Above: Tracie P and I couldn’t resist taking a dip in the salt water pool at the Four Seasons Las Colinas Resort in Irving, Texas, where I spoke at the seventh annual Texas Sommelier Conference on Saturday. Baby P is doing great and so is Mamma P!
During our Saturday seminar on wine blogging at the Texas Sommelier Conference, San Antonio participant Mark Fusco (author of 1337 Wine), asked Alfonso and me whether we felt there was a place in the enoblogosphere to write about wines we don’t like. Mark was referring to what we called “the golden rules of wine blogging,” including avoid negativity and write about things that you do like.
Print media wine writer Rebecca Murphy responded fervently, noting that “there are so many good wines out there, we can always find wines we like to write about” and avoid negative reviews.
After I posted the golden rules here yesterday, two of my European wine blogging colleagues — top print and virtual media writers Franco Ziliani from Italy and Wojciech Bońkowski from Poland — commented that “we must write also about things we don’t like [because] a critical approach to wine world of today is essential” (Franco) and that “it’s important to review bad wines, too, [because] from a reader’s point of view it adds balance to your praise, and makes you more trustworthy.”
Above: Alfonso snapped this photo of me with Mamma P on Saturday night at the conference speakers dinner party. I think anyone who saw her would agree. Tracie P is simply aglow right now. Me? I’m just happy to be sitting next to such a beautiful lady!
Others, including Alfonso, have weighed in: here’s the comment thread.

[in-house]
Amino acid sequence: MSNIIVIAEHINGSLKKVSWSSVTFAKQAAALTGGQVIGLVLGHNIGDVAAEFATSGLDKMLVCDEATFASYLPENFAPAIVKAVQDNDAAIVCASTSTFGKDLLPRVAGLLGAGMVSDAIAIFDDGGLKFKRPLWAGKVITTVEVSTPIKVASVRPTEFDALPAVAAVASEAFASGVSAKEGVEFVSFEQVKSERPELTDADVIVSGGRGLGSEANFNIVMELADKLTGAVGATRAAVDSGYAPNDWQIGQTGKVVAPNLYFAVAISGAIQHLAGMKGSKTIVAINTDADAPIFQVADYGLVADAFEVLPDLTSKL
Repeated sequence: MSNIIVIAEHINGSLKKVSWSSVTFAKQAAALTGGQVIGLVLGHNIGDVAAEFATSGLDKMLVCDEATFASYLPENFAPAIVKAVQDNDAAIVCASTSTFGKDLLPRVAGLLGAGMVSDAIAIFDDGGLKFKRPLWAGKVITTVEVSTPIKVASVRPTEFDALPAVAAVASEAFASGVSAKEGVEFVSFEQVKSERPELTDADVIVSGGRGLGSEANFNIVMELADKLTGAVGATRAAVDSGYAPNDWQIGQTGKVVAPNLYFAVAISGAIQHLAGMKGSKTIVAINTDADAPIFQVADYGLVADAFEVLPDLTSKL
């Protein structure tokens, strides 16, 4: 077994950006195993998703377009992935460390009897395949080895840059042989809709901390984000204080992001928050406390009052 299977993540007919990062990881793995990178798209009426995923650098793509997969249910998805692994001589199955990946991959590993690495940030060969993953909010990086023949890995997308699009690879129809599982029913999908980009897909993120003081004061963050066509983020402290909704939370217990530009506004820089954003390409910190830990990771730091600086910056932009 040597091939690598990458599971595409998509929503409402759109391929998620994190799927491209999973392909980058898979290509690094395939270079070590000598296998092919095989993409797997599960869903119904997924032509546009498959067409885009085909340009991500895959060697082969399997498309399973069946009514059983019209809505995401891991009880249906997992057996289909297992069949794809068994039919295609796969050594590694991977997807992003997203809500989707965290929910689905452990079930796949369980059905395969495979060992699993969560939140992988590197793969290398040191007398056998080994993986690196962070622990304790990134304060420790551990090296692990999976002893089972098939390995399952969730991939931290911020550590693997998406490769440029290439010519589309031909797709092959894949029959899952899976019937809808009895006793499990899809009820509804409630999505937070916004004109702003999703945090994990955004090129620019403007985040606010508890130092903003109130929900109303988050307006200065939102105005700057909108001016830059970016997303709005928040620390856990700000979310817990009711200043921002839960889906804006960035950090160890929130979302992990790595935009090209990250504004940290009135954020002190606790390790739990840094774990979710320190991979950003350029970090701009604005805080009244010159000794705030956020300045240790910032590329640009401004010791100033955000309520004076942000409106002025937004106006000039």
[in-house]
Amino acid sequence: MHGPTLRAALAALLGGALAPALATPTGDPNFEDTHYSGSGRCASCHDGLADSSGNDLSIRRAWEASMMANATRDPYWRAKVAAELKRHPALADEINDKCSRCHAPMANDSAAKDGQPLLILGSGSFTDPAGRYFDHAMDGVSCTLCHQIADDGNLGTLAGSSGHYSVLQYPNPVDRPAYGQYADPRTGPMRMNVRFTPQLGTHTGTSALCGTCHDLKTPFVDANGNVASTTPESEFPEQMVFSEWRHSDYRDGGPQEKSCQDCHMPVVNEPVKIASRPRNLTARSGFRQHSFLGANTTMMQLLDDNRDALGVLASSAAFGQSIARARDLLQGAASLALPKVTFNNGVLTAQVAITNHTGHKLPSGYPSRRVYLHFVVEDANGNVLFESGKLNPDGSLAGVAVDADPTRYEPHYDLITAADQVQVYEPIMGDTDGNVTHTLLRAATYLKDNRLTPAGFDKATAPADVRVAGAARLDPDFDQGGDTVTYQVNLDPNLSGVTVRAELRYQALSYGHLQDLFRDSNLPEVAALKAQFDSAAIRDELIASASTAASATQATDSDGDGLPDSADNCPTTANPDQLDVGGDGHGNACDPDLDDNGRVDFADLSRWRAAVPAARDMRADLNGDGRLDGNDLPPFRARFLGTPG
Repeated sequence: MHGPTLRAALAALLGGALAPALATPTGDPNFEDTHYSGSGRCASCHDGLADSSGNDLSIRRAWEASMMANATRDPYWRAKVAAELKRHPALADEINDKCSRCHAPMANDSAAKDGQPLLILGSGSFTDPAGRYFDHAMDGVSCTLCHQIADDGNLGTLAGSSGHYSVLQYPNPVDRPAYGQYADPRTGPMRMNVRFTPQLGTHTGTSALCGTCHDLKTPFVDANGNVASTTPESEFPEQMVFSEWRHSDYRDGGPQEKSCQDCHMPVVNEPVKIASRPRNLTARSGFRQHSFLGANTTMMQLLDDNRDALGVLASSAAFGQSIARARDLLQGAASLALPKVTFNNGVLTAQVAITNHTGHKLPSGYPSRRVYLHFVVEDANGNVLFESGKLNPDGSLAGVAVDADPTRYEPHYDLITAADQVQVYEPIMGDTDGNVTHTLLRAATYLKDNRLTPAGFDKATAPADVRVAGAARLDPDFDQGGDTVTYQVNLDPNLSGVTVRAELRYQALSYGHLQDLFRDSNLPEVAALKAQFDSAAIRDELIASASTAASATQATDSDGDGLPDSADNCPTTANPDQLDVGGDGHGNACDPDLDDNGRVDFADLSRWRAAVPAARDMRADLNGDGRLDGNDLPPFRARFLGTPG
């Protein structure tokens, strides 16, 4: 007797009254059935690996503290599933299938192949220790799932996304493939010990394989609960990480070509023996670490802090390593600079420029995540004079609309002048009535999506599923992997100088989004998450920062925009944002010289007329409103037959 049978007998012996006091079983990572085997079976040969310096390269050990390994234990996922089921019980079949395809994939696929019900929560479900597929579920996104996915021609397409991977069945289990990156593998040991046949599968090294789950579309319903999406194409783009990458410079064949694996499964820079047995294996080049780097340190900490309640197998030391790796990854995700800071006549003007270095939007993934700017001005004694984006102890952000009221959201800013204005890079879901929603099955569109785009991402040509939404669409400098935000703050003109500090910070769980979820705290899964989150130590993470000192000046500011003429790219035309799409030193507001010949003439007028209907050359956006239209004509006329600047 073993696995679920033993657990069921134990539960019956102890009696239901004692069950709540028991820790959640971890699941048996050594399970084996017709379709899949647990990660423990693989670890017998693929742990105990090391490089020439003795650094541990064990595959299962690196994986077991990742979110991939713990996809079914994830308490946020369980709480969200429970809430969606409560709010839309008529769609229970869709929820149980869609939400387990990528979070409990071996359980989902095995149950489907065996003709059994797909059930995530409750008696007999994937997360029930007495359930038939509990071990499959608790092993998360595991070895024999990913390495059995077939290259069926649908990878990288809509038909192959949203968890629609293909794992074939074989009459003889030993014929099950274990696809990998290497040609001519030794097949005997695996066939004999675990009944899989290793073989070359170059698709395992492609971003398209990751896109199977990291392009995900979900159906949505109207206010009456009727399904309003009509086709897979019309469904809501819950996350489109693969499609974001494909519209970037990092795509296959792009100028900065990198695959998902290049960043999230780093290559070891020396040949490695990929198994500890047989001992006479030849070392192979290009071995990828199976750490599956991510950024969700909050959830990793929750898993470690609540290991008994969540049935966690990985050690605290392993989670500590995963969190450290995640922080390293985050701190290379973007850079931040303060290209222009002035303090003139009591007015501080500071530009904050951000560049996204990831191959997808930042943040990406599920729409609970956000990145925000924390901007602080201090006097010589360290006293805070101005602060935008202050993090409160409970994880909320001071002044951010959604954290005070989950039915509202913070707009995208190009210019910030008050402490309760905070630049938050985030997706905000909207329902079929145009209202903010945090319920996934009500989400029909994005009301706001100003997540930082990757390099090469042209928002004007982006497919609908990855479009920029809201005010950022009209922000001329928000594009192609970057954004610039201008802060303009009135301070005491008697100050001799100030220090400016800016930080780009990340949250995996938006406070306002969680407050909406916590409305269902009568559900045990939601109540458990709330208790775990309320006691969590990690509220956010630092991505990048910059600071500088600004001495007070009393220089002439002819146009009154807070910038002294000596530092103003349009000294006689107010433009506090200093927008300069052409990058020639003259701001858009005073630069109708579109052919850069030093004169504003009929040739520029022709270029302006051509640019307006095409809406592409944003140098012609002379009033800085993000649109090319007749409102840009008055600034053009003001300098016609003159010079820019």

As Kim Pierce syllogistically pointed out during Saturday’s print media panel, many [print media food and wine] journalists are bloggers but not all bloggers are journalists.
As the lines of print and virtual media continue to be blurred and as many professional writers are increasingly prompted to contribute to commercial and institutional blogs, the question of where journalism ends and blogging begins becomes more and more fuzzy.
In my view, the main difference between traditional media and blogging is that the former is ostensibly objective while the latter is proudly subjective. By these terms, I do not mean one is better than the other. I am applying these terms as a semiotician would: they reflect the authors’s points of view. Personal pronouns — the lice of literature, as Gadda once said — are omitted in print media. They are embraced in social media.
As a child of historical Deconstruction and post-Modern critical theory, I am a firm believer that these terms are essentially irrelevant. (Not enough time and space to address this now and here.)
But I do believe that professional writers like Franco and Wojciech (and myself for that matter) are able to address thorny issues (like bad wines) in a judicious manner: they have institutional experience (and often training) that guides them. And as a result, they can be critical without agression or violence.
In social media, because so many of the writers lack these qualifications, unfounded controversy and imbalanced critical evaluation often takes the place of sound writing.
This is why I believe we wine bloggers should avoid negativity but not critical thinking. This is especially applicable for those of us coming to the table for the first time (like many of the participants in Saturday’s seminar).
I do think that Franco and Wojciech are 100% correct (and I am thrilled that they have weighed in here because I admire both of them immensely): we mustn’t abandon critical thinking. But can we maintain honesty without aggression and violence?
What do you think? Please share your thoughts in a comment!